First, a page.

The Lord listened to my prayer, granted me what I asked.

Let my enemies be ashamed and confounded:
let shame and confusion overtake them soon.

Glory be to the Father and to the Son and to the Holy Spirit,
 as it was in the beginning, is now, and ever shall be,
 world without end.

Psalm 9A (9)
Thanksgiving for victory
I will thank you, Lord, with all my heart; I will tell of your wonders.
I will rejoice in you and triumph, make music to your name, O Most High.

Because my enemies are in full retreat; they stumble and perish at your presence.
For you have given judgement in my favour, upheld my case, taken your seat on the throne of judgement.

You have rebuked the nations, condemned the wicked, wiped out their name for ever and for ever.

My enemies are no more; their land is a desert for ever. You have demolished their cities, their very memory is wiped away.

But the Lord will reign for ever: he has made his throne his judgement-seat.
He himself will judge the whole world in justice, judge the peoples impartially.

The Lord will be a refuge for the oppressed, a refuge in good times and in bad.
Let them put their hope in you, those who know your name; for you, Lord, have never abandoned those who seek you.

Glory be to the Father and to the Son and to the Holy Spirit,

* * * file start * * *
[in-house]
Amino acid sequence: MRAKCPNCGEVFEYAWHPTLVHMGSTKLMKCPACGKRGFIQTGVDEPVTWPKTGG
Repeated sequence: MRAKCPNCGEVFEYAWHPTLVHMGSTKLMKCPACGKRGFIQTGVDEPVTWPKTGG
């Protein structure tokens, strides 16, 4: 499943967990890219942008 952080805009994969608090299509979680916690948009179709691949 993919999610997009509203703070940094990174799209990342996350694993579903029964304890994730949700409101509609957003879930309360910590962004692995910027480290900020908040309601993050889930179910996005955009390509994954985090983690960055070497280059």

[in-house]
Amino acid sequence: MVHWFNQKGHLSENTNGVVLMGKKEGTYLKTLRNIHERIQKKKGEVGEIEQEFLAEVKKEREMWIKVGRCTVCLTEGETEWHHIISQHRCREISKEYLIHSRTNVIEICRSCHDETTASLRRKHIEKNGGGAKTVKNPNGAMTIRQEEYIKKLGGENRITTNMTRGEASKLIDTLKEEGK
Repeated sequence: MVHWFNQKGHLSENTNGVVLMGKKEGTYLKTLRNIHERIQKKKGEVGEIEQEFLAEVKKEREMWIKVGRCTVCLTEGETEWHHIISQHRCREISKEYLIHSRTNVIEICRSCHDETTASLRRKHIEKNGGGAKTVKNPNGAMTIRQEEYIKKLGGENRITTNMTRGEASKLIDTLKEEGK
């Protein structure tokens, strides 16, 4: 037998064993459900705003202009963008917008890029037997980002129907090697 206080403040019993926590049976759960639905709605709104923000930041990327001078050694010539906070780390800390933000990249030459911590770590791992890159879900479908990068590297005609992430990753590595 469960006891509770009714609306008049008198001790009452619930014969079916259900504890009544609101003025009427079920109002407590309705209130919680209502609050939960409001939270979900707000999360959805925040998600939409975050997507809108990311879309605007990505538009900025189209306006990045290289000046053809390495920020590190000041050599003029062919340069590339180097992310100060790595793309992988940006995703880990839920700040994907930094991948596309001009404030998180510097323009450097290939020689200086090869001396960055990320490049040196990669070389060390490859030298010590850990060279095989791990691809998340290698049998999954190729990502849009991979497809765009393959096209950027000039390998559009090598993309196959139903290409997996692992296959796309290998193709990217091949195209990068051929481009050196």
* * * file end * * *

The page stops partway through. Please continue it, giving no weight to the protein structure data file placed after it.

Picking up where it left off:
as it was in the beginning, is now, and ever shall be,
 world without end.

Psalm 9A (9)
Sing to the Lord who dwells in Sion, proclaim to the nations his loving care.
For he has remembered the poor and avenged them with blood: he has not forgotten the cry of the weak.

Take pity on me, Lord: see how my enemies torment me.
You raise me up from the gates of death, and I will proclaim your praise at the gates of the daughter of Sion; I will rejoice in your salvation.

The nations have fallen into the pit that they made, into the very trap that they set: their feet are caught fast.
The Lord’s justice shines forth: the sinner is trapped by his very own action.

Sinners will go down to the underworld, and all nations that forget God.
For the weak will not always be forgotten: the hope of the weak will never perish.

Rise up, Lord, let men not be complacent: let the nations come before you to be judged.
Put fear into them, Lord: let them know that they are only men.

Glory be to the Father and to the Son and to the Holy Spirit,
 as it was in the beginning, is now, and ever shall be,
 world without end.

Reading Job 29:1 - 30:23 ©
And Job continued his solemn discourse. He said:
Who will bring back to me the months that have gone,
 and the days when God was my guardian,
when his lamp shone over my head,
 and his light was my guide in the darkness?
Shall I ever see my autumn days again
 when God hedged round my tent;
when Shaddai dwelt with me,
 and my children were around me;
when my feet were plunged in cream,
 and streams of oil poured from the rocks?

When I went out to the gate of the city,
 when I took my seat in the square,
as soon as I appeared, the young men stepped aside,
 while the older men rose to their feet.
Men of note interrupted their speeches,
 and put their fingers on their lips;
The voices of rulers were silenced,
 and their tongues stayed still in their mouths.

And now I am the laughing-stock
 of my juniors, the young people,
whose fathers I did not consider fit
 to put with the dogs that looked after my flock.

And these are the ones that now sing ballads about me,
 and make me the talk of the town!
To them I am loathsome, they stand aloof from me,
 do not scruple to spit in my face.
Because he has unbent my bow and chastened me
 they cast the bridle from their mouth.